gardener
Posts: 2633
Location: latitude 47 N.W. montana zone 6A
441
cat pig rocket stoves
  • Likes 1
  • Mark post as helpful
  • send pies
  • Quote
  • Report post to moderator
Hi Elle;
Yes, that sounds like a horrible first experience!   It could have been worse, she could have been screaming the whole time!
When you use a .22 to the forehead it does not kill them rite off , they drop to the ground and their heart is still beating.  Then you cut the throat,  just enough to open the artery.They bleed out in just a moment.   Very peaceful, well compared to chasing one around.
Any modern butcher would skin that pig. I did watch a video of a mobile butcher in N.Z. with a bathtub of heated water do amazing things in no time at all.
 
pollinator
Posts: 3379
Location: Toronto, Ontario
425
hugelkultur dog forest garden fungi trees rabbit urban wofati cooking bee homestead
  • Likes 3
  • Mark post as helpful
  • send pies
  • Quote
  • Report post to moderator
Yeah. I'm sorry you went through that, Elle. I want to do pigs myself, at least on the homestead scale, but have no experience with mammal kills. Yours is a hard decision, but borne of important self-knowledge, and a sound appraisal of the market.

Trees are easier. They may bleed, but it's slowly, and they apparently "scream" when injured, but we don't hear it.

And they don't run around with their trunks half-slashed like nothing's wrong.

-CK
 
pollinator
Posts: 143
21
dog trees books bee medical herbs
  • Likes 1
  • Mark post as helpful
  • send pies
  • Quote
  • Report post to moderator
Goodness gracious, this story made tears go down my cheeks. So sad - for you and your husband, and for the pig for such a prolonged death. Thank goodness it doesn't sound like there was much suffering. So glad to be vegetarian. :(
 
elle sagenev
pollinator
Posts: 2094
Location: Zone 5 Wyoming
211
kids duck forest garden chicken pig bee greening the desert homestead
  • Mark post as helpful
  • send pies
  • Quote
  • Report post to moderator

thomas rubino wrote:Hi Elle;
Yes, that sounds like a horrible first experience!   It could have been worse, she could have been screaming the whole time!
When you use a .22 to the forehead it does not kill them rite off , they drop to the ground and their heart is still beating.  Then you cut the throat,  just enough to open the artery.They bleed out in just a moment.   Very peaceful, well compared to chasing one around.
Any modern butcher would skin that pig. I did watch a video of a mobile butcher in N.Z. with a bathtub of heated water do amazing things in no time at all.



For a suckling pig it's head, tail and skin on so we had to scrape it. We used an enchilada pot to scald the piglet. It's the same pot we use to scald our turkeys. It fit in it nicely. We'd intended to use a bath tub for the bigger pigs but at this point we're just going with skinning.

Our neighbor is a really experienced hunter/butcher so we feel confident things will go well when we kill the 7. We're paying him with one of the pigs. It's working out there. Hopefully things will go much, much better.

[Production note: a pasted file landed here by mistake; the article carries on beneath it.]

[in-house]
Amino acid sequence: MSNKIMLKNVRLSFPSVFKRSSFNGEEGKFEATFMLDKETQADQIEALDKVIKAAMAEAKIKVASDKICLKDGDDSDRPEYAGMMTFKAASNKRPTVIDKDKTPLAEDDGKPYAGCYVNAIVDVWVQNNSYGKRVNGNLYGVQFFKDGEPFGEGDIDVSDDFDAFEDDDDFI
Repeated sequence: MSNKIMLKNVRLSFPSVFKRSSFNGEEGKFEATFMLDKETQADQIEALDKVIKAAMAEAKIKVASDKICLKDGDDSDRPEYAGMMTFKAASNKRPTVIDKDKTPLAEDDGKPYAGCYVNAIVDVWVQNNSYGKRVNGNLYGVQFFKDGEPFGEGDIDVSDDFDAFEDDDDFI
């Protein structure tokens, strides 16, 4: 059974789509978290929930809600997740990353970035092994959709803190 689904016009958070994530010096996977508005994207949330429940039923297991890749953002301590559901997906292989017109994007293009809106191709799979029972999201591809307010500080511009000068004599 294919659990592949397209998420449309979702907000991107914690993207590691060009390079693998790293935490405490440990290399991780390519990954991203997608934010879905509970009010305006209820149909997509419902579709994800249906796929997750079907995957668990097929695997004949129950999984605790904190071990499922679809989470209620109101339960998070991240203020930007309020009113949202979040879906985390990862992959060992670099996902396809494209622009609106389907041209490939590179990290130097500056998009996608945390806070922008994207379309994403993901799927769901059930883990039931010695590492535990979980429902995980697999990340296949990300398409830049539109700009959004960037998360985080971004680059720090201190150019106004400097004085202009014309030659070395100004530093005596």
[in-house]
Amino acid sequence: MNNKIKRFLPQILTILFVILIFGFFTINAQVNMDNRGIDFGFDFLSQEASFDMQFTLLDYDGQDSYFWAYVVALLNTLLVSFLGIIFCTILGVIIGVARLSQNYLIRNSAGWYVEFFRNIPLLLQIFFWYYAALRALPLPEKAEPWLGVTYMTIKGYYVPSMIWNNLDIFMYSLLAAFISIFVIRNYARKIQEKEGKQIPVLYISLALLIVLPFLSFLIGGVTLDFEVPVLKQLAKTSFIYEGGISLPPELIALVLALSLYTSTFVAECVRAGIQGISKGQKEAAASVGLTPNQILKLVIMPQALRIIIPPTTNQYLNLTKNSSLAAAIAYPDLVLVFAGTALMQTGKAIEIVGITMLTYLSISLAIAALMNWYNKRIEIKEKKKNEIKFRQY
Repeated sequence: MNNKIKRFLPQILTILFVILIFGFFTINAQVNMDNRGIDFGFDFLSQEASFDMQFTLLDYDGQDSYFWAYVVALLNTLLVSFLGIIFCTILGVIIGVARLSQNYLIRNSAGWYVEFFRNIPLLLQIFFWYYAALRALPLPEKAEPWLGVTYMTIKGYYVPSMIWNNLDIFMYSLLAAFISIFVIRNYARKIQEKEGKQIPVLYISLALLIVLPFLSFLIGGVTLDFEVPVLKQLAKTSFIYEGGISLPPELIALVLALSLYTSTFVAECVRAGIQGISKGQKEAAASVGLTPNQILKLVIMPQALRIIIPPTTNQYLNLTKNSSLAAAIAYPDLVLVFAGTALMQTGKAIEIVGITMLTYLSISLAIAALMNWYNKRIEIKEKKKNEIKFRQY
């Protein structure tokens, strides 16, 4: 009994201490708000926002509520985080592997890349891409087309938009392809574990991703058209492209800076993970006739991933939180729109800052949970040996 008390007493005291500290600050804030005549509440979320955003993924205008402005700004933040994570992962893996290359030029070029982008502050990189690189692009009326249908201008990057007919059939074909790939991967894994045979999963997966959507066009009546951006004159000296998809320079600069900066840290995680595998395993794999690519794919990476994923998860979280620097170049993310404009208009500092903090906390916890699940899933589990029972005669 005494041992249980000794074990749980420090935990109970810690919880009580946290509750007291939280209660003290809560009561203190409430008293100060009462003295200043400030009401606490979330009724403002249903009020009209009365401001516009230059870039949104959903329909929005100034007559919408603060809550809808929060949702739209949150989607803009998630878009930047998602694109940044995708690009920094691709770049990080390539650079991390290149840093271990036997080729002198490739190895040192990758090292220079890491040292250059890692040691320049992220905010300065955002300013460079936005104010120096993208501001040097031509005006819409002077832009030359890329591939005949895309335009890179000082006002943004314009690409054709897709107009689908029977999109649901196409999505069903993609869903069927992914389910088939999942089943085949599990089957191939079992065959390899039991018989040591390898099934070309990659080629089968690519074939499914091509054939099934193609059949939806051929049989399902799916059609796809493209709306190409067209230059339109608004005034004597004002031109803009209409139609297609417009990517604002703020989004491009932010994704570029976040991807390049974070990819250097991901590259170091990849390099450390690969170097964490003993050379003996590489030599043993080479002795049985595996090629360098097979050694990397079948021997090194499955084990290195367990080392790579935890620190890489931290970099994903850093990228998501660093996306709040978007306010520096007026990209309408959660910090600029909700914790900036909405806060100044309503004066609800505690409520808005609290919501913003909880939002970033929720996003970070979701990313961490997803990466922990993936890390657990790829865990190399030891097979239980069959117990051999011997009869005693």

elle sagenev
pollinator
Posts: 2094
Location: Zone 5 Wyoming
211
kids duck forest garden chicken pig bee greening the desert homestead
  • Mark post as helpful
  • send pies
  • Quote
  • Report post to moderator

Chris Kott wrote:Yeah. I'm sorry you went through that, Elle. I want to do pigs myself, at least on the homestead scale, but have no experience with mammal kills. Yours is a hard decision, but borne of important self-knowledge, and a sound appraisal of the market.

Trees are easier. They may bleed, but it's slowly, and they apparently "scream" when injured, but we don't hear it.

And they don't run around with their trunks half-slashed like nothing's wrong.

-CK



Once we've eaten one of them I'll let you know if I think pigs are worth it. I enjoyed having them about. I free ranged them most of the year. It's just costly to keep them over winter and we have WAY too many now since none of them sold.
 
pollinator
Posts: 187
Location: Western central Illinois, Zone 6a
73
hunting trees solar wood heat rocket stoves ungarbage
  • Mark post as helpful
  • send pies
  • Quote
  • Report post to moderator
Quite the ordeal. I'm sorry it went that way for you. I've seen the scald and scrape approach on video, as well as another that I have only seen once. It might be an easier approach for the next one. It starts at 1:58. This video insert is the whole video.  



Wish I lived closer. Pigs are one species I have not butchered yet and want to. I'd give you hand just for the opportunity if I could.

The gas in the GI system is not uncommon. I usually see that in deer that have been eating just prior to harvesting.

I hope the rest of it goes much more smoothly.
 
Posts: 338
28
  • Mark post as helpful
  • send pies
  • Quote
  • Report post to moderator
why not fatten the hogs up they will get close to 300 pounds, I must be missing something, what is the benefit of a suckling pig? kind of like veal from baby cows?
 
Posts: 65
Location: Poland
18
purity dog forest garden tiny house urban books fiber arts writing sheep homestead
  • Mark post as helpful
  • send pies
  • Quote
  • Report post to moderator
I'm sorry for you. Don't you use a captive bolt pistol on pigs? Then hang them and then cut the throat? That's how I understand the process.